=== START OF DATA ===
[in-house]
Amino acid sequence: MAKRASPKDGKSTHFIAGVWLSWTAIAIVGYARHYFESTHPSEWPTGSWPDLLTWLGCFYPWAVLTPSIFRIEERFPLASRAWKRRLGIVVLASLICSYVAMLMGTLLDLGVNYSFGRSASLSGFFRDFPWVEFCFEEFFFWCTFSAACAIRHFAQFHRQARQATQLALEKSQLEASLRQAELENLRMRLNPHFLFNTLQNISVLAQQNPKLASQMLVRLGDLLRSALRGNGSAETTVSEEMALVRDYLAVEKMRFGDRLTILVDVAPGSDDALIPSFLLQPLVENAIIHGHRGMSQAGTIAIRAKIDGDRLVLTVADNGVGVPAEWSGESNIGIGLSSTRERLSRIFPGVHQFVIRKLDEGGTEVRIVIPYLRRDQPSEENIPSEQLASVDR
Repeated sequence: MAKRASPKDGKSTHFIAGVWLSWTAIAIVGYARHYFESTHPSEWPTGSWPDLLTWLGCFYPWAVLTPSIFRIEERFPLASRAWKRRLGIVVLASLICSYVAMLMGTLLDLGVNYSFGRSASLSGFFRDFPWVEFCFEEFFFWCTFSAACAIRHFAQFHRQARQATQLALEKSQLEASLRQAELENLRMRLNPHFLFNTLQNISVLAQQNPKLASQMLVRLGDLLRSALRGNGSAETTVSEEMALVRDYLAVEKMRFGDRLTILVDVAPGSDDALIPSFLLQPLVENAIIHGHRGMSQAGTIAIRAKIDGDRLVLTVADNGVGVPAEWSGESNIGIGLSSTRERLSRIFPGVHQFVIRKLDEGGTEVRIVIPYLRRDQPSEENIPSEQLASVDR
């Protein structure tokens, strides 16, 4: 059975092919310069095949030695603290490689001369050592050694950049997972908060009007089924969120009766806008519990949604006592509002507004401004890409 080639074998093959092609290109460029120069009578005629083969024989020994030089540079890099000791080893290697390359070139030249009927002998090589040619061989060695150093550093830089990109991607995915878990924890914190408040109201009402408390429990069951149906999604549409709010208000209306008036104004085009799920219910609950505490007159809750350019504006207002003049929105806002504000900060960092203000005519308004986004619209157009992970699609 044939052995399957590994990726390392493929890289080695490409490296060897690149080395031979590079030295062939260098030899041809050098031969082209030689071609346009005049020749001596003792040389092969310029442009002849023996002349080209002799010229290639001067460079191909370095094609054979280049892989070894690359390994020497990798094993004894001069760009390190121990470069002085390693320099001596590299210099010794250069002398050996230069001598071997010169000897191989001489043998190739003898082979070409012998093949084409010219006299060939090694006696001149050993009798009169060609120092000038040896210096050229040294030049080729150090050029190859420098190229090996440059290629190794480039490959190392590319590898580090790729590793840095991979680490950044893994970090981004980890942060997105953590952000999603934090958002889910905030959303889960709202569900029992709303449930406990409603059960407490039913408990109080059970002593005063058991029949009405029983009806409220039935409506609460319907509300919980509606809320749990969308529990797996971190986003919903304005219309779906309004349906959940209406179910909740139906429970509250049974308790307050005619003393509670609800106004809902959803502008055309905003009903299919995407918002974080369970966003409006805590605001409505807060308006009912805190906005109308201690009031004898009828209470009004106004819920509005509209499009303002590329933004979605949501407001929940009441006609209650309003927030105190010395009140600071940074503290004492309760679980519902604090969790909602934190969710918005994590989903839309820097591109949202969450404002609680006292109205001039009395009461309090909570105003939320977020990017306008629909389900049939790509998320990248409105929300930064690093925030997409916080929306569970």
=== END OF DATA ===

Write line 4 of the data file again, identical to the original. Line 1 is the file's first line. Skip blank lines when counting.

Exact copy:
């Protein structure tokens, strides 16, 4: 059975092919310069095949030695603290490689001369050592050694950049997972908060009007089924969120009766806008519990949604006592509002507004401004890409 080639074998093959092609290109460029120069009578005629083969024989020994030089540079890099000791080893290697390359070139030249009927002998090589040619061989060695150093550093830089990109991607995915878990924890914190408040109201009402408390429990069951149906999604549409709010208000209306008036104004085009799920219910609950505490007159809750350019504006207002003049929105806002504000900060960092203000005519308004986004619209157009992970699609 044939052995399957590994990726390392493929890289080695490409490296060897690149080395031979590079030295062939260098030899041809050098031969082209030689071609346009005049020749001596003792040389092969310029442009002849023996002349080209002799010229290639001067460079191909370095094609054979280049892989070894690359390994020497990798094993004894001069760009390190121990470069002085390693320099001596590299210099010794250069002398050996230069001598071997010169000897191989001489043998190739003898082979070409012998093949084409010219006299060939090694006696001149050993009798009169060609120092000038040896210096050229040294030049080729150090050029190859420098190229090996440059290629190794480039490959190392590319590898580090790729590793840095991979680490950044893994970090981004980890942060997105953590952000999603934090958002889910905030959303889960709202569900029992709303449930406990409603059960407490039913408990109080059970002593005063058991029949009405029983009806409220039935409506609460319907509300919980509606809320749990969308529990797996971190986003919903304005219309779906309004349906959940209406179910909740139906429970509250049974308790307050005619003393509670609800106004809902959803502008055309905003009903299919995407918002974080369970966003409006805590605001409505807060308006009912805190906005109308201690009031004898009828209470009004106004819920509005509209499009303002590329933004979605949501407001929940009441006609209650309003927030105190010395009140600071940074503290004492309760679980519902604090969790909602934190969710918005994590989903839309820097591109949202969450404002609680006292109205001039009395009461309090909570105003939320977020990017306008629909389900049939790509998320990248409105929300930064690093925030997409916080929306569970």